Project Grading

Grading Policy

Projects will be graded on four criteria. The weight given to these criteria may differ between projects.

  1. Design — does the design adhere to the project specification and follow correct OO and top-down design principles? Do methods perform just one task? Do the classes each model a single entity? Are the methods of each class appropriate for that class? Do the classes exhibit appropriate encapsulation and data hiding?
  2. Implemenation — does the code follow all course guidelines with respect to style and documenation? Does the code follow accepted OOP coding standards? Does the code use the most efficient algorithms and data structures? Does the executable meet the specified running time for the project? Are exceptions thrown where appropriate?
  3. Javadoc — is javadoc created for each class and each method that includes all required information? Is the javadoc created without errors or warnings?
  4. Correctness — does the project compile and run to completion without errors or warnings and produce the correct results? Each facet of your project will be tested independently to the extent possible.
This means that turning in a project that "works" but is poorly organized or poorly documented or is noticably inefficient will not receive full credit.

Any project that does not create an executable for any reason will lose all points allocated to the "correctness" criterion. Use the tools available to you (i.e. ant run and ant doc and the CVS utilities) to be sure that you have submitted all necessary pieces to create a runnable program.

Each project grade will broken out in a grading sheet that is specific for that project.

Project Grade Changes

All projects are graded by your TA. Visit your TA during regular office hours (or make an appointment) to request a project grade change when you think the TA has made a mistake. Come prepared to show the TA evidence of the specific mistake. Project grades will not be changed just because you think the TA has graded your project harshly.

Don't waste your time or your TA's time by asking for a grade change just because you're not happy with your grade.

Remember that if you have a question regarding your project grade, you have exactly one week from the receipt of your grade to contact your TA.

Your instructor is the final arbiter for your project grade. If you have spoken with your TA and still feel you were treated ufairly, see your instructor.

Project Regrades

In some unusual circumstances you may recieve a low project score because of a single, simple error that results in many incorrect outputs, a program that runs too long or results in a compiler or build error. The definition of "simple error" is determined by your instructor. In such cases, your instructor may (at his discretion) allow you to fix the simple mistake and have your project regraded.

Remember that if you have a question regarding a project regrade, you have exactly one week from the receipt of your grade to contact your instructor.

Students are encouraged to use the CVS utilities provided for verifying that your submission was successful. With these utilities and "cvs -q update" students have several tools to verify that your project is working correctly after it has been submitted.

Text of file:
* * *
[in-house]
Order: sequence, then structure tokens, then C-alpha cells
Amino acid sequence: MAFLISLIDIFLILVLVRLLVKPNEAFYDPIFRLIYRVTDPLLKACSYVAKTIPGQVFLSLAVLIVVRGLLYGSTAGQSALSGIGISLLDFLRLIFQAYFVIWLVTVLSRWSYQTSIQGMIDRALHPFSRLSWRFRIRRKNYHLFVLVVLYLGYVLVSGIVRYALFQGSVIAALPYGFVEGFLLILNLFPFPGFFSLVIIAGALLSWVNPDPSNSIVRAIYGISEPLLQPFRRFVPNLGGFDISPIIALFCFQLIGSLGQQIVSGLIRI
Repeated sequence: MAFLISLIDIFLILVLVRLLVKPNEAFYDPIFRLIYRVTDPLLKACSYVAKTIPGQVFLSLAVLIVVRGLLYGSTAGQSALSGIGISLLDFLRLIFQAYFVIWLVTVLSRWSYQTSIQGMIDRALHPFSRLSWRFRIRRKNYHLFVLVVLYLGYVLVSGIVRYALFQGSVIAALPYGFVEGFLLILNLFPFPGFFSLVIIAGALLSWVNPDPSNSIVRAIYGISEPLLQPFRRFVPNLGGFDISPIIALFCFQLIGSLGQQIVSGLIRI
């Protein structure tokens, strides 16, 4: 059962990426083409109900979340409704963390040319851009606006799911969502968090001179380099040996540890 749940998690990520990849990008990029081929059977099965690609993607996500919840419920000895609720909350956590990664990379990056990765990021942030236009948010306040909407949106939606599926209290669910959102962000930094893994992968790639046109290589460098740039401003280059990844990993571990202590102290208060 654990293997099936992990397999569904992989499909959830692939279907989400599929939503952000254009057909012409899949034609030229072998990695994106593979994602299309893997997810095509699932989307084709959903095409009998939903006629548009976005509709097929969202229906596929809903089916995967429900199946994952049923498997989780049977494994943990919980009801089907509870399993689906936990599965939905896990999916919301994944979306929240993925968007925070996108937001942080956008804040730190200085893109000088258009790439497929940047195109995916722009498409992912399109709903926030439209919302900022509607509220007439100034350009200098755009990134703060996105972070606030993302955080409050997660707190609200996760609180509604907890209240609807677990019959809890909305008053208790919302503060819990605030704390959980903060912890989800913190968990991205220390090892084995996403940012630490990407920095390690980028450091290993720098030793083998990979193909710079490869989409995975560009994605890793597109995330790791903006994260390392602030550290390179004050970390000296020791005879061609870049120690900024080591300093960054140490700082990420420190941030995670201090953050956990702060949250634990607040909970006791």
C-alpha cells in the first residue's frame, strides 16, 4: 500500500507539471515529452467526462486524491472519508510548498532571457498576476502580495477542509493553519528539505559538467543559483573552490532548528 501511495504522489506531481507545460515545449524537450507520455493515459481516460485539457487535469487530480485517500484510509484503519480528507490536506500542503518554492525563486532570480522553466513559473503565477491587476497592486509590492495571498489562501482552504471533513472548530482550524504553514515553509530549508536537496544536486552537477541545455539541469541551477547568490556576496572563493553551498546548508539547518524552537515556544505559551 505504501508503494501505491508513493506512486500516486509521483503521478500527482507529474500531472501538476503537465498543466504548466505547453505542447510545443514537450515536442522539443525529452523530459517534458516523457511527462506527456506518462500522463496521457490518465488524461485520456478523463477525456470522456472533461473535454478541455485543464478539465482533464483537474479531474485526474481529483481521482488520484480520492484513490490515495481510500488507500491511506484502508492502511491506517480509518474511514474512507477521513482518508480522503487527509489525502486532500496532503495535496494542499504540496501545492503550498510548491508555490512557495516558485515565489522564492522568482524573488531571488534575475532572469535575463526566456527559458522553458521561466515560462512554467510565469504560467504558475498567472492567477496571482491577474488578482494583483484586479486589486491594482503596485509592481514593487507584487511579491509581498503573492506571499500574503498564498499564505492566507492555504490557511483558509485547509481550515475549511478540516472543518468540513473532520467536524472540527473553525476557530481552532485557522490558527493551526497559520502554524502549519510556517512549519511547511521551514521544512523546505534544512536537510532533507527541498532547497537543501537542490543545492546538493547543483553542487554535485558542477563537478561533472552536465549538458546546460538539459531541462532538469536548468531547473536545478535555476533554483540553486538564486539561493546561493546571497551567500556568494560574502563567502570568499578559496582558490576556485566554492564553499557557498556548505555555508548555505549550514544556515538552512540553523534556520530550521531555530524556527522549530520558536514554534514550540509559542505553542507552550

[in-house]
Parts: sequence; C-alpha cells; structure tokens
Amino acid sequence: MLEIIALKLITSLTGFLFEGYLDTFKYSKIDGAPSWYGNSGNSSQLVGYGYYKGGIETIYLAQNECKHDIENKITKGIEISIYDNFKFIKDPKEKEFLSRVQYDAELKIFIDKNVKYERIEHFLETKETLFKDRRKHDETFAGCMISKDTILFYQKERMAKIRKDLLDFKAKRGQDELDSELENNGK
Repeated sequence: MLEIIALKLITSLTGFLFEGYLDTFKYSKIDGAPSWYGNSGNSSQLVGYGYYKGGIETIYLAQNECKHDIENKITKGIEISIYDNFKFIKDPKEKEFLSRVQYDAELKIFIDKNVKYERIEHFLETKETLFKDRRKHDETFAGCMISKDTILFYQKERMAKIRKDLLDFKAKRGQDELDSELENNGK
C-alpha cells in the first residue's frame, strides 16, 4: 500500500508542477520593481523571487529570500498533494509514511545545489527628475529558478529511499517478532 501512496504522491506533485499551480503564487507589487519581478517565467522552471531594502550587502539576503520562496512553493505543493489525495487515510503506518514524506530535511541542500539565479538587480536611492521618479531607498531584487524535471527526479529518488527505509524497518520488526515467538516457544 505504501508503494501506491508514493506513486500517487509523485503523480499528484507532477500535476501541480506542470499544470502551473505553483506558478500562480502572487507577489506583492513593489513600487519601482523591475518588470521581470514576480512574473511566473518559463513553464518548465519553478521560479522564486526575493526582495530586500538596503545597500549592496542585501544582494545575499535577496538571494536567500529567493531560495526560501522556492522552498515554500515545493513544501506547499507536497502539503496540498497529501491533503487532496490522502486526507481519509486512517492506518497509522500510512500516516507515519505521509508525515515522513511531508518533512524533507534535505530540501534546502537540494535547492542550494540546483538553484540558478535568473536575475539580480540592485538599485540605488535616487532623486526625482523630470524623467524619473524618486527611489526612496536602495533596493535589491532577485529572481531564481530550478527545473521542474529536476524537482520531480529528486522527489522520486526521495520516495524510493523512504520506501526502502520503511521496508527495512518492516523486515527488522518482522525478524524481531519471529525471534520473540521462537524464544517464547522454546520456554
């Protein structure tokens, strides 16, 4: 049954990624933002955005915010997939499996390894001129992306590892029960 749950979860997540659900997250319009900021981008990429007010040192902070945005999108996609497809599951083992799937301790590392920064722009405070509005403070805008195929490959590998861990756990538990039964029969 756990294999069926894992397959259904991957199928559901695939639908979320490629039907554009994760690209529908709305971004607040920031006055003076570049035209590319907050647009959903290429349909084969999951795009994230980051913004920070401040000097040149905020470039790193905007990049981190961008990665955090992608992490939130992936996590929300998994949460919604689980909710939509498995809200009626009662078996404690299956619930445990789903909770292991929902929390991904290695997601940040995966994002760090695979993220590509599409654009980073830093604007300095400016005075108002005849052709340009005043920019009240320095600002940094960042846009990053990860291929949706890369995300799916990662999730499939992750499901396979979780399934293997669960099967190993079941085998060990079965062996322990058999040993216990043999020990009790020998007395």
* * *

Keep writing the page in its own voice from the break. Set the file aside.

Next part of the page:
In particular this means that statements such as, "It worked in my directory" or "It worked on my PC" will carry little weight.

Compilation/build regrades

As noted elsewhere, CVS is used for project submittal and ant (with its related build.xml file) is used for project compilation and execution. A regrade will be permitted if your project fails to compile due to a problem related to CVS, ant or build.xml.

Because using these tools correctly is a course objective, because time is spent in class describing how to use these tools, because TAs are available for assistance and because utilities and hints are provided to prevent these types of errors, the point deduction for these regrades uses an escalating scale. The more times you require a regrade for compilation/build errors, either in the same project or subsequent projects, the more points are deducted.

A project may be regraded multiple times for compilation/build errors.

Execution Regrades

If your project compiles/builds correctly but fails to run successfully (e.g. a Java class cannot be found) or runs too long or produces the wrong results because of a trivial coding error (as determined by your instructor, typically less than 10 lines of code) you may be allowed to correct the error and have your project regraded. Regrades are NOT granted so that you can rewrite or add a method, add a new class, or just get more time to finish your project.

A 10% deduction is assessed when your project is regraded due to problems with execution.
A project may be regraded only once for execution problems.

Running on Linux

Note that your project will be graded by being compiled and executed on the LINUX GL system (not IRIX). Be sure that you compile and test your project on a GL Linux machine. Compiling it and testing it under IRIX, Windows or any other operating system does NOT guarantee it will perform properly under LINUX.

Hints for enhancing your grade

Do submit partial work for partial credit. A zero grade is much worse than a low non-zero grade.
Do check your submittal by using our cvs utilites, ant run, and ant doc.
DO NOT wait until the last day to move your code to GL